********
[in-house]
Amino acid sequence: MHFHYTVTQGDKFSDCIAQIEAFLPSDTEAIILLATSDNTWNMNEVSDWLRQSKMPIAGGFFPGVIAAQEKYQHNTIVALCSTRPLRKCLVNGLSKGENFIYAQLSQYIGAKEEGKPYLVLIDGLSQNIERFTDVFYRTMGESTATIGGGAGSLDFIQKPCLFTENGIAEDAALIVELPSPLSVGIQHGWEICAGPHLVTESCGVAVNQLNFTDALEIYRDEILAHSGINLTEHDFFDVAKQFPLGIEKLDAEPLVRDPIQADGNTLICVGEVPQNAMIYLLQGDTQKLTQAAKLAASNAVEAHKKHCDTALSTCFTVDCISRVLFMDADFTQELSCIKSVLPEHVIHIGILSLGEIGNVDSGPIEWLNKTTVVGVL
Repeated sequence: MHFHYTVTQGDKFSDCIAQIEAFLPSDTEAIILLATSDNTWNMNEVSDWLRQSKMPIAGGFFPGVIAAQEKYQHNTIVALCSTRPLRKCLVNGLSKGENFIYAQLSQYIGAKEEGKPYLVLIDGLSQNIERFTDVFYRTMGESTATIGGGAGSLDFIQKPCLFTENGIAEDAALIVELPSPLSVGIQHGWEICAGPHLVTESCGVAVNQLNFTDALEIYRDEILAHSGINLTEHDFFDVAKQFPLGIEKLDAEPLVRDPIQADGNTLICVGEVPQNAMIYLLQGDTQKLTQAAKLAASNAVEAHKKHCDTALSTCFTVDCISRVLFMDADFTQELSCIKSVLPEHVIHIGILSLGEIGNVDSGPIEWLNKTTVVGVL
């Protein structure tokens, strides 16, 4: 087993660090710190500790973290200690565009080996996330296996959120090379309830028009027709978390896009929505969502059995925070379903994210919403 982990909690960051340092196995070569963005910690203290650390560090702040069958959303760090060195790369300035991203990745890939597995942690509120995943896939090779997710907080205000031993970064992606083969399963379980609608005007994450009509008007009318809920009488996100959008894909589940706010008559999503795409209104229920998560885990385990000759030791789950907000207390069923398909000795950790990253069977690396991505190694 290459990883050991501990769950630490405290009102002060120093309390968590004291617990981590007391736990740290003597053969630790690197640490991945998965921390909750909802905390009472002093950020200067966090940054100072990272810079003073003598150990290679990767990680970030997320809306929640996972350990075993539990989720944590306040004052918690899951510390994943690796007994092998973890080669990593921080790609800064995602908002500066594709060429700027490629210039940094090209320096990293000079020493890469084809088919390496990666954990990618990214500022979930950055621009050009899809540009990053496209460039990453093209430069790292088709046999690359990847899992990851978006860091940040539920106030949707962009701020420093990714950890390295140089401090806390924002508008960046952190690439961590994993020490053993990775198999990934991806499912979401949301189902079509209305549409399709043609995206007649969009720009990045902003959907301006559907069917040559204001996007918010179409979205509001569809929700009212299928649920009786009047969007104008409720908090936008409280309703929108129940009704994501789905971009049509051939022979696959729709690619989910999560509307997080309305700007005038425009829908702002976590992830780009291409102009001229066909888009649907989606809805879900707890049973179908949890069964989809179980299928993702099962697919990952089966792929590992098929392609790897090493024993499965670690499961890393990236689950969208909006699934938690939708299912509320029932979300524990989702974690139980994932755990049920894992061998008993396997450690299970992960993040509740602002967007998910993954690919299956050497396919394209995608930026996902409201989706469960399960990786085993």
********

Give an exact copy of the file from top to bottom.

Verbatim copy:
[in-house]
Amino acid sequence: MHFHYTVTQGDKFSDCIAQIEAFLPSDTEAIILLATSDNTWNMNEVSDWLRQSKMPIAGGFFPGVIAAQEKYQHNTIVALCSTRPLRKCLVNGLSKGENFIYAQLSQYIGAKEEGKPYLVLIDGLSQNIERFTDVFYRTMGESTATIGGGAGSLDFIQKPCLFTENGIAEDAALIVELPSPLSVGIQHGWEICAGPHLVTESCGVAVNQLNFTDALEIYRDEILAHSGINLTEHDFFDVAKQFPLGIEKLDAEPLVRDPIQADGNTLICVGEVPQNAMIYLLQGDTQKLTQAAKLAASNAVEAHKKHCDTALSTCFTVDCISRVLFMDADFTQELSCIKSVLPEHVIHIGILSLGEIGNVDSGPIEWLNKTTVVGVL
Repeated sequence: MHFHYTVTQGDKFSDCIAQIEAFLPSDTEAIILLATSDNTWNMNEVSDWLRQSKMPIAGGFFPGVIAAQEKYQHNTIVALCSTRPLRKCLVNGLSKGENFIYAQLSQYIGAKEEGKPYLVLIDGLSQNIERFTDVFYRTMGESTATIGGGAGSLDFIQKPCLFTENGIAEDAALIVELPSPLSVGIQHGWEICAGPHLVTESCGVAVNQLNFTDALEIYRDEILAHSGINLTEHDFFDVAKQFPLGIEKLDAEPLVRDPIQADGNTLICVGEVPQNAMIYLLQGDTQKLTQAAKLAASNAVEAHKKHCDTALSTCFTVDCISRVLFMDADFTQELSCIKSVLPEHVIHIGILSLGEIGNVDSGPIEWLNKTTVVGVL
């Protein structure tokens, strides 16, 4: 087993660090710190500790973290200690565009080996996330296996959120090379309830028009027709978390896009929505969502059995925070379903994210919403 982990909690960051340092196995070569963005910690203290650390560090702040069958959303760090060195790369300035991203990745890939597995942690509120995943896939090779997710907080205000031993970064992606083969399963379980609608005007994450009509008007009318809920009488996100959008894909589940706010008559999503795409209104229920998560885990385990000759030791789950907000207390069923398909000795950790990253069977690396991505190694 290459990883050991501990769950630490405290009102002060120093309390968590004291617990981590007391736990740290003597053969630790690197640490991945998965921390909750909802905390009472002093950020200067966090940054100072990272810079003073003598150990290679990767990680970030997320809306929640996972350990075993539990989720944590306040004052918690899951510390994943690796007994092998973890080669990593921080790609800064995602908002500066594709060429700027490629210039940094090209320096990293000079020493890469084809088919390496990666954990990618990214500022979930950055621009050009899809540009990053496209460039990453093209430069790292088709046999690359990847899992990851978006860091940040539920106030949707962009701020420093990714950890390295140089401090806390924002508008960046952190690439961590994993020490053993990775198999990934991806499912979401949301189902079509209305549409399709043609995206007649969009720009990045902003959907301006559907069917040559204001996007918010179409979205509001569809929700009212299928649920009786009047969007104008409720908090936008409280309703929108129940009704994501789905971009049509051939022979696959729709690619989910999560509307997080309305700007005038425009829908702002976590992830780009291409102009001229066909888009649907989606809805879900707890049973179908949890069964989809179980299928993702099962697919990952089966792929590992098929392609790897090493024993499965670690499961890393990236689950969208909006699934938690939708299912509320029932979300524990989702974690139980994932755990049920894992061998008993396997450690299970992960993040509740602002967007998910993954690919299956050497396919394209995608930026996902409201989706469960399960990786085993």